ILL: Scottish pastor, author, and professor William Barclay:
“The Jew had an immense contempt for the Gentile. The Gentiles, said the Jews, were created by God to be fuel for the fires of hell. God, they said, loves only Israel of all the nations that he had made . . . It was not even lawful to render help to a Gentile mother in her hour of sorest need, for that would simply be to bring another Gentile into the world. Until Christ came, the Gentiles were an object of contempt to the Jews. The barrier between them was absolute. If a Jewish boy married a Gentile girl, or if a Jewish girl married a Gentile boy, the funeral of that Jewish boy or girl was carried out. Such contact with a Gentile was the equivalent of death.1"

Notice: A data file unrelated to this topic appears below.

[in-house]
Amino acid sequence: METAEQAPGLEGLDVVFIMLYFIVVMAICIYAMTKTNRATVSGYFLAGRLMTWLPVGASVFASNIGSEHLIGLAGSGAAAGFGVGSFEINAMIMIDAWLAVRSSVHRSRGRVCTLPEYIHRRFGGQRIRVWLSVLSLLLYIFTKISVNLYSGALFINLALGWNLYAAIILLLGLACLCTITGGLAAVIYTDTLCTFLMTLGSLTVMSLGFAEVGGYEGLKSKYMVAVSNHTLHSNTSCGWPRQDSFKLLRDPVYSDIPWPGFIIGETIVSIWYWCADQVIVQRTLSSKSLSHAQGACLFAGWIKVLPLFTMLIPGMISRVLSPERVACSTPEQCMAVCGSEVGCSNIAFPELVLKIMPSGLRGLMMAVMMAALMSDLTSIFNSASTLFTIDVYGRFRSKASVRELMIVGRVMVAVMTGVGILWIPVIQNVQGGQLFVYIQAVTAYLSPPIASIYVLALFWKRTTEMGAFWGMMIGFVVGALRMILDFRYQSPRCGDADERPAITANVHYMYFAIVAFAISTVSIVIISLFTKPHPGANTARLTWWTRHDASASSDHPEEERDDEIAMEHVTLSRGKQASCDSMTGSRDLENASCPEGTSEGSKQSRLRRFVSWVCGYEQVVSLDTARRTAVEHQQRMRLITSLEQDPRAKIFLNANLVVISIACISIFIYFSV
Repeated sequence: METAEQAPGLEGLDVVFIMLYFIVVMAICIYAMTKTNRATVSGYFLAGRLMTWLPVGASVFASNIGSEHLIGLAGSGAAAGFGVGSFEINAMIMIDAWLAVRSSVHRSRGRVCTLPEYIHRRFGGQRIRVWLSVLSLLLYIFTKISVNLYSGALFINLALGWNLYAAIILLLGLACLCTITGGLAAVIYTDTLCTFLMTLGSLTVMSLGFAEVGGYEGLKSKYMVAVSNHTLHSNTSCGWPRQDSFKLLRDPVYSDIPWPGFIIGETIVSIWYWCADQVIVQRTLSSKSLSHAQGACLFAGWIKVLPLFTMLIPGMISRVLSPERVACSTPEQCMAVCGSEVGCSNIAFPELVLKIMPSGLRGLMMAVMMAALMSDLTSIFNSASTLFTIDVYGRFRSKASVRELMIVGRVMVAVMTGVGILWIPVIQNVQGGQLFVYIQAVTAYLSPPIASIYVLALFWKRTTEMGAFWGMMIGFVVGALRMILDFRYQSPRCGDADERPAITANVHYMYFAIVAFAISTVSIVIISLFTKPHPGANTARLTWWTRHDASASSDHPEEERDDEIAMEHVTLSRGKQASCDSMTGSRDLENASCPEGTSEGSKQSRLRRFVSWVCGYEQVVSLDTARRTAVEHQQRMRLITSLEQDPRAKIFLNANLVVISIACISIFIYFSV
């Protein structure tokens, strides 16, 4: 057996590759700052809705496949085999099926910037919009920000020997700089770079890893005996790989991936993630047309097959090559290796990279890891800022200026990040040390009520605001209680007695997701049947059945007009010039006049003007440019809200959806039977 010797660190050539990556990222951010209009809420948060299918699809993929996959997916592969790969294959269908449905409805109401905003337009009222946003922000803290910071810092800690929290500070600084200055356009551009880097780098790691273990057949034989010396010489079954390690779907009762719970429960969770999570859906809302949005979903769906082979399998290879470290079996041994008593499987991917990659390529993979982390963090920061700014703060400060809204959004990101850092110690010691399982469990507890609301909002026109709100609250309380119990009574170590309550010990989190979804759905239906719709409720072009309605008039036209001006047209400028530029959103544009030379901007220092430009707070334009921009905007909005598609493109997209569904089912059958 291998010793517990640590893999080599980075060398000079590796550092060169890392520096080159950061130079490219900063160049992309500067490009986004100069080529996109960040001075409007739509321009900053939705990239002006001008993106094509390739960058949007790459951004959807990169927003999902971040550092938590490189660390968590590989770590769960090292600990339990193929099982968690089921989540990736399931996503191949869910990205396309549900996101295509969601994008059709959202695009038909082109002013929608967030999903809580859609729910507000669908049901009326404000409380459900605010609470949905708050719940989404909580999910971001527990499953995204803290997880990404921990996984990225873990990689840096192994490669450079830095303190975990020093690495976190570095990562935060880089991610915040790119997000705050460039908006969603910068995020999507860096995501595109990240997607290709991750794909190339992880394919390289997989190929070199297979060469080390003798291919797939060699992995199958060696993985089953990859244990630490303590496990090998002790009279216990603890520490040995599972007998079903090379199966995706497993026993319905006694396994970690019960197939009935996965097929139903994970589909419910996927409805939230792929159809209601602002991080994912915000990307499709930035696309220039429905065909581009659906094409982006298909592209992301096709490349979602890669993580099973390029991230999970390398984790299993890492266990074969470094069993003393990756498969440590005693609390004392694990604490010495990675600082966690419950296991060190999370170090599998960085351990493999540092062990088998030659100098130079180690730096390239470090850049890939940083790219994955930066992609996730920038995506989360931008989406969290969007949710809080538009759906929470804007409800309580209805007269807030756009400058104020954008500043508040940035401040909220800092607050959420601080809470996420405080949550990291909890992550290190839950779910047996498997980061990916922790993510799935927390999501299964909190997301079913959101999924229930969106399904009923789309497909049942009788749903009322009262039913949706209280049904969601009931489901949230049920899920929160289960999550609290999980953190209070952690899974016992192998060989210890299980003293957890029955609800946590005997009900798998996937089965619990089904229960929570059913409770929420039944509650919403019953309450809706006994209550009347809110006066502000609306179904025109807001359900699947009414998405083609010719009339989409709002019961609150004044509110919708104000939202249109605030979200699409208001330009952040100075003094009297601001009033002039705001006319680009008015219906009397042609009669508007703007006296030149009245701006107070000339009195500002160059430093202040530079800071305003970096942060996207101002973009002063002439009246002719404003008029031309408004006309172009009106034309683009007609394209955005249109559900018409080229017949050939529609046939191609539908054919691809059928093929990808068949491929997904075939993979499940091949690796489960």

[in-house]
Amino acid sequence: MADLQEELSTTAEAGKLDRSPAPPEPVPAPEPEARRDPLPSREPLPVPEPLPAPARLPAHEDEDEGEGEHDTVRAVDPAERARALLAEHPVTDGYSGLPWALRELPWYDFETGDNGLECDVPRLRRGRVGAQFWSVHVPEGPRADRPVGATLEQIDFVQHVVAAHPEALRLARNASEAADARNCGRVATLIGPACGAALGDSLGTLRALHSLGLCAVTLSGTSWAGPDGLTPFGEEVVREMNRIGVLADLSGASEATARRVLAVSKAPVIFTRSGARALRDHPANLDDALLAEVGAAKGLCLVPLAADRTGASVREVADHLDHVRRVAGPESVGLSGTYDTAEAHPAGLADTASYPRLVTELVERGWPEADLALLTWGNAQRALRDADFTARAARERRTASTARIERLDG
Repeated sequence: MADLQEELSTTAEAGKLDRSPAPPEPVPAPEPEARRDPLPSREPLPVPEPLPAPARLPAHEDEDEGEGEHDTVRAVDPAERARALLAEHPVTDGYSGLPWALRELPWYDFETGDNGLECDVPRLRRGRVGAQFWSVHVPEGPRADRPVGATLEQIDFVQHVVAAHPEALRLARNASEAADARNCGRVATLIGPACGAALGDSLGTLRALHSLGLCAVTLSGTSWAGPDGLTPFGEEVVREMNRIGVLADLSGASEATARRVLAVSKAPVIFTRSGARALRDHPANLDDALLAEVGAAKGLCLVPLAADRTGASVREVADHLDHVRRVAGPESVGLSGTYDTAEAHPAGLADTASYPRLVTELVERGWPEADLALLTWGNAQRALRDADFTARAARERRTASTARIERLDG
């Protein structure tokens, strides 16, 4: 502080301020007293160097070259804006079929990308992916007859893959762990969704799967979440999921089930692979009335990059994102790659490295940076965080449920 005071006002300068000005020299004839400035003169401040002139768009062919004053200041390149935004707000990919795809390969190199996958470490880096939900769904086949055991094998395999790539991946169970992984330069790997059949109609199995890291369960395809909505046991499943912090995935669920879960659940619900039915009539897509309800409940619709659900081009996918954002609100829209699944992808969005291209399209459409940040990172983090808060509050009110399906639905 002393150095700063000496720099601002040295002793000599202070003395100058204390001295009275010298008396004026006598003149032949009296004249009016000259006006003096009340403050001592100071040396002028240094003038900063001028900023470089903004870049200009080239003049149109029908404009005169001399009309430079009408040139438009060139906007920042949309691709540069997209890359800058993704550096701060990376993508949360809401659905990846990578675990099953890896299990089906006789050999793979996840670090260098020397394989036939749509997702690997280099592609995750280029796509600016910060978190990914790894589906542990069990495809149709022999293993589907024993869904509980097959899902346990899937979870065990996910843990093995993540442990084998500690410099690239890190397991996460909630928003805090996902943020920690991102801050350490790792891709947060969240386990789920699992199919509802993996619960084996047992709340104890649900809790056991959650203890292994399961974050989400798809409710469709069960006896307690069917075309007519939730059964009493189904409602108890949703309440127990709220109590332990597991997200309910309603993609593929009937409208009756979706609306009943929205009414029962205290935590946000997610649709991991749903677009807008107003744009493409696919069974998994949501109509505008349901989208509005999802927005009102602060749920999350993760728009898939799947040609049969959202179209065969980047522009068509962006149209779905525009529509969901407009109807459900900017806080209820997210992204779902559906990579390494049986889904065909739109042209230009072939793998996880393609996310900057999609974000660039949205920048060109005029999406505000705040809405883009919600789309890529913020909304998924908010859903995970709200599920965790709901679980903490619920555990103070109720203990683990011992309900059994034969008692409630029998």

It is against this backdrop that Paul calls the Gentiles to remember the situation that they once found themselves in.
Paul was one who would tell it like it is. This phrase became common with politicians, news commentators, and other public communicators. Walter Cronkite would end his news cast each night by telling America, “And that’s the way it is.”
Not one to mince words, Paul was straight up honest, sometimes what folks would call today “brutally honest”. He was in no way politically correct. But even in his honesty in telling it like it is, Paul would always tell his listeners how it could be.
His letter to the church at Ephesus is an example of that. In chapter 1, Paul greets the church and reminds the them that they were chosen by God for a divine purpose. He stresses that because of the redemption found in Christ, because He has forgiven them of their sins, they are now gathered into on body – the Body of Christ – sealed by His Holy Spirit. He tells of the supremacy of Christ and that He is to be exalted among the nations.